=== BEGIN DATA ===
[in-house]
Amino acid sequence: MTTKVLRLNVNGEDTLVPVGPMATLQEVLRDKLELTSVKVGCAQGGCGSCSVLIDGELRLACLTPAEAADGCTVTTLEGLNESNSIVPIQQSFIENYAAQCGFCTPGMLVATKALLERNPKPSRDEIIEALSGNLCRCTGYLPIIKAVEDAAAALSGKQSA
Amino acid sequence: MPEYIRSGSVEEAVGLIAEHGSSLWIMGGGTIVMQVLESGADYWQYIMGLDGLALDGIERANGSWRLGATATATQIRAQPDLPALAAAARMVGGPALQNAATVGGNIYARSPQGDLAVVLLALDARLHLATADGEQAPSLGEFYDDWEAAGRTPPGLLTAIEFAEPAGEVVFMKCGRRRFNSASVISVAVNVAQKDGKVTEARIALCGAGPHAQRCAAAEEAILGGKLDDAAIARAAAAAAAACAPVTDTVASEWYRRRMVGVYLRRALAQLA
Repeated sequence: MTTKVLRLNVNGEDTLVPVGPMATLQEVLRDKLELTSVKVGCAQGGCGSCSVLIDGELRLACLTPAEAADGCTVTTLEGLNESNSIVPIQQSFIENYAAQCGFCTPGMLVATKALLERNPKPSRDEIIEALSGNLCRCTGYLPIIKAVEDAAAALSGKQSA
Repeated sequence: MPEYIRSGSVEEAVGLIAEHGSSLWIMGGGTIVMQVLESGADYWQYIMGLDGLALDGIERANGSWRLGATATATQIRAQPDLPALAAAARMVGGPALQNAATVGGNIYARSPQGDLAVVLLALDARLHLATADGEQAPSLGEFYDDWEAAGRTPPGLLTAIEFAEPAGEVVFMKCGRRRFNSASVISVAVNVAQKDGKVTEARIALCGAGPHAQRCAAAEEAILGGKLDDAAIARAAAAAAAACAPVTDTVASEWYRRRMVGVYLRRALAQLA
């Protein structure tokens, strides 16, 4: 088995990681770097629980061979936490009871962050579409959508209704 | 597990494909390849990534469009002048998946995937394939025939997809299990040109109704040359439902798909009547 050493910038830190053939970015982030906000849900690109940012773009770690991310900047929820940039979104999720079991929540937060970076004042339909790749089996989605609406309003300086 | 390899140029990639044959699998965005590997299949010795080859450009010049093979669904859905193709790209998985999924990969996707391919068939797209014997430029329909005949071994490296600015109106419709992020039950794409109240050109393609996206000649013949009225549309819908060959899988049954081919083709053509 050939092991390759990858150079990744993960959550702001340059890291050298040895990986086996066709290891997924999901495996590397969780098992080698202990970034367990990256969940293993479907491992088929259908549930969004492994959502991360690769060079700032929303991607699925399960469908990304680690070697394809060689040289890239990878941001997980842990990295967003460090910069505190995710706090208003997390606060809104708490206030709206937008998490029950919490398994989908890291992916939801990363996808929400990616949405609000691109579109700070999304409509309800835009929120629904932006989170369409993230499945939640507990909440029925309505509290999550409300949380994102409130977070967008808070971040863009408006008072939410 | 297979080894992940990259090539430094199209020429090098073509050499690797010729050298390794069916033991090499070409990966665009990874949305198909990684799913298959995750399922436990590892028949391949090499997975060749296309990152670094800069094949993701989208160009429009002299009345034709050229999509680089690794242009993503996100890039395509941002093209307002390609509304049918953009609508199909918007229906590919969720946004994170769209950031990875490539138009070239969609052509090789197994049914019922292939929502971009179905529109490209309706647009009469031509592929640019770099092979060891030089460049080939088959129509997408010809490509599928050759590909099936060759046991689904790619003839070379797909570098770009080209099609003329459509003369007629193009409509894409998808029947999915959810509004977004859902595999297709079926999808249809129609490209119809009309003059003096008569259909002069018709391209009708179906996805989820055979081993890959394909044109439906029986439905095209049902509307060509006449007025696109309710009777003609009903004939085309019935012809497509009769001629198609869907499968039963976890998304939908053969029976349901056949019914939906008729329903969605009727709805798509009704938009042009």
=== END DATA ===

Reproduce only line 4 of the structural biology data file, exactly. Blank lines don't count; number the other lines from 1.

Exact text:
Repeated sequence: MTTKVLRLNVNGEDTLVPVGPMATLQEVLRDKLELTSVKVGCAQGGCGSCSVLIDGELRLACLTPAEAADGCTVTTLEGLNESNSIVPIQQSFIENYAAQCGFCTPGMLVATKALLERNPKPSRDEIIEALSGNLCRCTGYLPIIKAVEDAAAALSGKQSA